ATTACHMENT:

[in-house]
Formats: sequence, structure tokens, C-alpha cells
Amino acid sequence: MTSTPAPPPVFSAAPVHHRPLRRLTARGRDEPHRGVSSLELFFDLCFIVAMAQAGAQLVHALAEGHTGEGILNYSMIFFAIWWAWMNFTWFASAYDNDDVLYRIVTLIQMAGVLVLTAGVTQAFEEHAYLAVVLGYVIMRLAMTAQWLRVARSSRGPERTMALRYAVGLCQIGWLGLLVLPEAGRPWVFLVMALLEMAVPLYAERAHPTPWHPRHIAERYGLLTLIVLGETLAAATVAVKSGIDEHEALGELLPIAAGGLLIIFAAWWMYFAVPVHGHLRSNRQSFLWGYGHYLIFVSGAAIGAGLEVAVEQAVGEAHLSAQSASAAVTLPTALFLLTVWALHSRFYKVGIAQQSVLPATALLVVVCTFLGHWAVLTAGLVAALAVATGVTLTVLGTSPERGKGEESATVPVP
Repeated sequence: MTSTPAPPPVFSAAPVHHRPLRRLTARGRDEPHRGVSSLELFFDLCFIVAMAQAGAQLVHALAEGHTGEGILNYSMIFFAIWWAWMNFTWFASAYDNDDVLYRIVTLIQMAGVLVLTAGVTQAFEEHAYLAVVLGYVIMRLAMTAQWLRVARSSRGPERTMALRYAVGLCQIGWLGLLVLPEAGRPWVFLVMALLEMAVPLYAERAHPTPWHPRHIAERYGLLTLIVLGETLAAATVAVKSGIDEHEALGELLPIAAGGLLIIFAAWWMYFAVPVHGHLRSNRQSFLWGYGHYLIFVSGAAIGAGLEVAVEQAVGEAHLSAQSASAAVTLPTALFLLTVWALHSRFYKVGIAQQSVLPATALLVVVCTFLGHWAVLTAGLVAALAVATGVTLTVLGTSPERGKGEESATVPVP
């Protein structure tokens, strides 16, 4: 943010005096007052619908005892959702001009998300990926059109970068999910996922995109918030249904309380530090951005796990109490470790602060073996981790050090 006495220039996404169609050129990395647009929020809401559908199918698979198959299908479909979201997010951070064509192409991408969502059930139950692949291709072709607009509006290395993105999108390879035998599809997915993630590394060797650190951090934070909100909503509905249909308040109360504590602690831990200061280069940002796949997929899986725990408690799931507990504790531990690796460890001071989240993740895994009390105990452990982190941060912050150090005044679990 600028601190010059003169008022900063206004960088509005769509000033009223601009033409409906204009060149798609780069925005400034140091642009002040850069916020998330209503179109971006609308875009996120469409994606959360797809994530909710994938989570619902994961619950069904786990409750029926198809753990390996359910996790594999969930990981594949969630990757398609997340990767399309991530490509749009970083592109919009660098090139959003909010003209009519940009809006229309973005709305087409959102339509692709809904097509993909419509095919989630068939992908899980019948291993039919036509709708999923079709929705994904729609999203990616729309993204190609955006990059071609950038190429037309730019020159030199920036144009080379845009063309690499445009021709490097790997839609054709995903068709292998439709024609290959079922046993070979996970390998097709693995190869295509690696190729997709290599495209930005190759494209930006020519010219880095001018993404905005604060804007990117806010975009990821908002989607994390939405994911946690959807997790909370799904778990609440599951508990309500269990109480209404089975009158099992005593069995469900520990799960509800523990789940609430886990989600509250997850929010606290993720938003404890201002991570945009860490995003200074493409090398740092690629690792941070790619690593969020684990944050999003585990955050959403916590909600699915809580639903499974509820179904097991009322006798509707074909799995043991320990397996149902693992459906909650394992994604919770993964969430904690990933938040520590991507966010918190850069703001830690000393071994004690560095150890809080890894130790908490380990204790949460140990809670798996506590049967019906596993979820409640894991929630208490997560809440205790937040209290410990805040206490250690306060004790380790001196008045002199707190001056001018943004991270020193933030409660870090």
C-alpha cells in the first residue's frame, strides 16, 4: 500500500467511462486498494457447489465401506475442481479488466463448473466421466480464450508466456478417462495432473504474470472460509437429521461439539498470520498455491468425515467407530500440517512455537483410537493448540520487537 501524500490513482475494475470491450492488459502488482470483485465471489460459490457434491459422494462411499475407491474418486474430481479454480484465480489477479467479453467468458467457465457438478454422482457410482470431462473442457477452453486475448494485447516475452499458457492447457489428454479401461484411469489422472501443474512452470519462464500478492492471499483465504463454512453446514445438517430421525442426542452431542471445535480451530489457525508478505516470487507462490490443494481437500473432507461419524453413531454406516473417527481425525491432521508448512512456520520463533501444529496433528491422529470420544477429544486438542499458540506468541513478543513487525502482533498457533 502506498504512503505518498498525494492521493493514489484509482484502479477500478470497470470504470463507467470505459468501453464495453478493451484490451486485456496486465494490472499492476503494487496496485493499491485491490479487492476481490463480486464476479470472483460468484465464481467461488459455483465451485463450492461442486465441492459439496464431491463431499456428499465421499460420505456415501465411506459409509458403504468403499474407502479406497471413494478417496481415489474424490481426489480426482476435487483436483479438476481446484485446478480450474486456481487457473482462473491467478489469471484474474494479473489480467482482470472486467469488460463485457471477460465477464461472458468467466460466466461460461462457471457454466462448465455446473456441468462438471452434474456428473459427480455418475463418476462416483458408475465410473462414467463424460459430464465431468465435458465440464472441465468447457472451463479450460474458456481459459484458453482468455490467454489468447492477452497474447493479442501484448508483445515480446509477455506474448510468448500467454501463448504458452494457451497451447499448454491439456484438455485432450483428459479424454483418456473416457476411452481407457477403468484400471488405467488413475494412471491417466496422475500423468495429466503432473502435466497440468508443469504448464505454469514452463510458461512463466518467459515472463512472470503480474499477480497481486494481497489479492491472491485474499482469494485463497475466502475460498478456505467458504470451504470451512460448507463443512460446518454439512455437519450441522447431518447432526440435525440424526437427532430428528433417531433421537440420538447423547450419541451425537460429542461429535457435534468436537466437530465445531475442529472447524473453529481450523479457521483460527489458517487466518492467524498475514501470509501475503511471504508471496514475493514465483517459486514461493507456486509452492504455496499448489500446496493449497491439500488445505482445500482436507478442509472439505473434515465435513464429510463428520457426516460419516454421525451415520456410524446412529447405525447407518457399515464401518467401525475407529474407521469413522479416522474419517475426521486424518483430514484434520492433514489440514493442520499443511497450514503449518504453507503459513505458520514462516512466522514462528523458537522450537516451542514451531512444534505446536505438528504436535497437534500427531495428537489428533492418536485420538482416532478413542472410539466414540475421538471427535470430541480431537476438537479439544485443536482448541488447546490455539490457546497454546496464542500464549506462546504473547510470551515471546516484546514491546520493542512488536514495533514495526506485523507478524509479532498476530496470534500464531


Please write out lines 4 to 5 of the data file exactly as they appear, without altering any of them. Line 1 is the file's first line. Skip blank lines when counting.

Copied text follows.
Repeated sequence: MTSTPAPPPVFSAAPVHHRPLRRLTARGRDEPHRGVSSLELFFDLCFIVAMAQAGAQLVHALAEGHTGEGILNYSMIFFAIWWAWMNFTWFASAYDNDDVLYRIVTLIQMAGVLVLTAGVTQAFEEHAYLAVVLGYVIMRLAMTAQWLRVARSSRGPERTMALRYAVGLCQIGWLGLLVLPEAGRPWVFLVMALLEMAVPLYAERAHPTPWHPRHIAERYGLLTLIVLGETLAAATVAVKSGIDEHEALGELLPIAAGGLLIIFAAWWMYFAVPVHGHLRSNRQSFLWGYGHYLIFVSGAAIGAGLEVAVEQAVGEAHLSAQSASAAVTLPTALFLLTVWALHSRFYKVGIAQQSVLPATALLVVVCTFLGHWAVLTAGLVAALAVATGVTLTVLGTSPERGKGEESATVPVP
């Protein structure tokens, strides 16, 4: 943010005096007052619908005892959702001009998300990926059109970068999910996922995109918030249904309380530090951005796990109490470790602060073996981790050090 006495220039996404169609050129990395647009929020809401559908199918698979198959299908479909979201997010951070064509192409991408969502059930139950692949291709072709607009509006290395993105999108390879035998599809997915993630590394060797650190951090934070909100909503509905249909308040109360504590602690831990200061280069940002796949997929899986725990408690799931507990504790531990690796460890001071989240993740895994009390105990452990982190941060912050150090005044679990 600028601190010059003169008022900063206004960088509005769509000033009223601009033409409906204009060149798609780069925005400034140091642009002040850069916020998330209503179109971006609308875009996120469409994606959360797809994530909710994938989570619902994961619950069904786990409750029926198809753990390996359910996790594999969930990981594949969630990757398609997340990767399309991530490509749009970083592109919009660098090139959003909010003209009519940009809006229309973005709305087409959102339509692709809904097509993909419509095919989630068939992908899980019948291993039919036509709708999923079709929705994904729609999203990616729309993204190609955006990059071609950038190429037309730019020159030199920036144009080379845009063309690499445009021709490097790997839609054709995903068709292998439709024609290959079922046993070979996970390998097709693995190869295509690696190729997709290599495209930005190759494209930006020519010219880095001018993404905005604060804007990117806010975009990821908002989607994390939405994911946690959807997790909370799904778990609440599951508990309500269990109480209404089975009158099992005593069995469900520990799960509800523990789940609430886990989600509250997850929010606290993720938003404890201002991570945009860490995003200074493409090398740092690629690792941070790619690593969020684990944050999003585990955050959403916590909600699915809580639903499974509820179904097991009322006798509707074909799995043991320990397996149902693992459906909650394992994604919770993964969430904690990933938040520590991507966010918190850069703001830690000393071994004690560095150890809080890894130790908490380990204790949460140990809670798996506590049967019906596993979820409640894991929630208490997560809440205790937040209290410990805040206490250690306060004790380790001196008045002199707190001056001018943004991270020193933030409660870090």